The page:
Council considers DIY coffins

JUSTIN BUTLER
Last updated 07:29 14/05/2012
tdn coffin stand
ANDY JACKSON
Vospers Funeral Services manager Bruce Hanrahan says more and more people are opting for the environmentally friendly pine coffins.

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New Plymouth residents considering a natural burial may soon be able to build their own coffin.

Awanui Cemetery, one of only two sites approved for such burials in the country, has had 235 plots available for natural burials since April last year but as yet none has been used.

At the moment, only Natural Burials New Zealand certified caskets and shrouds have been permitted at Awanui but the New Plymouth District Council is considering a change to allow homemade coffins to improve the uptake of the natural sites.

"Council staff have been advised of individuals who want to make their own caskets," Reserves planner Warren Dalgleish wrote in a report to councillors.

"Relaxing guidelines to include homemade caskets constructed to eco standards is a possible way of improving the use of Awanui's natural burial area."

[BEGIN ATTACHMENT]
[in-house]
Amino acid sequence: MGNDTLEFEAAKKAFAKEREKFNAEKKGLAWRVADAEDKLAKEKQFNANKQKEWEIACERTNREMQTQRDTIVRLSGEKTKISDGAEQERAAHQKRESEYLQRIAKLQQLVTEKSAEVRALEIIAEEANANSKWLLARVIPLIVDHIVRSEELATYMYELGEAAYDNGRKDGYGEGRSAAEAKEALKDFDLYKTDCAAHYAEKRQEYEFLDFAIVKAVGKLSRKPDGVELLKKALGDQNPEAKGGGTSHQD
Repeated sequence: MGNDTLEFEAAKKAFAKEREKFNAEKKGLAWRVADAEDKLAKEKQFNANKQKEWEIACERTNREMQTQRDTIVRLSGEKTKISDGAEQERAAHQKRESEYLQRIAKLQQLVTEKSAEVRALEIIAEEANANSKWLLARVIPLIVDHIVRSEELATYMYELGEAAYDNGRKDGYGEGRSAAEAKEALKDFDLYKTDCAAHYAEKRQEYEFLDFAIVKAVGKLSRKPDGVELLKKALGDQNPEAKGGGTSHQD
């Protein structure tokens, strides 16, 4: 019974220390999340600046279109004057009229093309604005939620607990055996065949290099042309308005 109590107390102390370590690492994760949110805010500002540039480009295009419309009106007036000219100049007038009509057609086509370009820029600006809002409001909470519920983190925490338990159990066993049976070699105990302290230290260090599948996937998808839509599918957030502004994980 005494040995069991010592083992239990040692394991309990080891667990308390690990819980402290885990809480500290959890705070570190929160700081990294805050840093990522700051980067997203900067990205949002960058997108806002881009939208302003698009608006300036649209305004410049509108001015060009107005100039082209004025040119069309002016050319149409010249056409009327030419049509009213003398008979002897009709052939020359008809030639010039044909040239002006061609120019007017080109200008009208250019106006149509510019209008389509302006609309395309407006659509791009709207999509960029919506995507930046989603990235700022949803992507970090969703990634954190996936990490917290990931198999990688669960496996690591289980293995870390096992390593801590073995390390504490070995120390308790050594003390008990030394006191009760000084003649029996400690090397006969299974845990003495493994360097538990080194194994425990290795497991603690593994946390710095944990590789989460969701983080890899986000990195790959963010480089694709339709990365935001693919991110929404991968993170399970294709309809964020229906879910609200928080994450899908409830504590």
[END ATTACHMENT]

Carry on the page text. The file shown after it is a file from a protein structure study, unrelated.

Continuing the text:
The idea easily made it past the policy committee stage with councillor Howie Tamati particularly interested if such a proposal would allow traditional woven flax shrouds.

Vospers Funeral Services manager Bruce Hanrahan said there was nothing to stop people building their own coffin but making an eco-coffin was no easy job.

Budding builders must use untreated wood and natural biodegradable materials with no synthetic finishes or attachments.

Glues and metal components are out but it still has to be strong enough to take the weight of a body.

"And it's still got to meet burial regulations and local authority bylaws and it does have to have a waterproof lining," he said.

He said eco caskets could start at $1000, about double the price of the cheapest standard coffin.

There are no plans on how council would monitor it The proposal will go before full council on June 5.

z Justin Butler is a Witt Journalism Student

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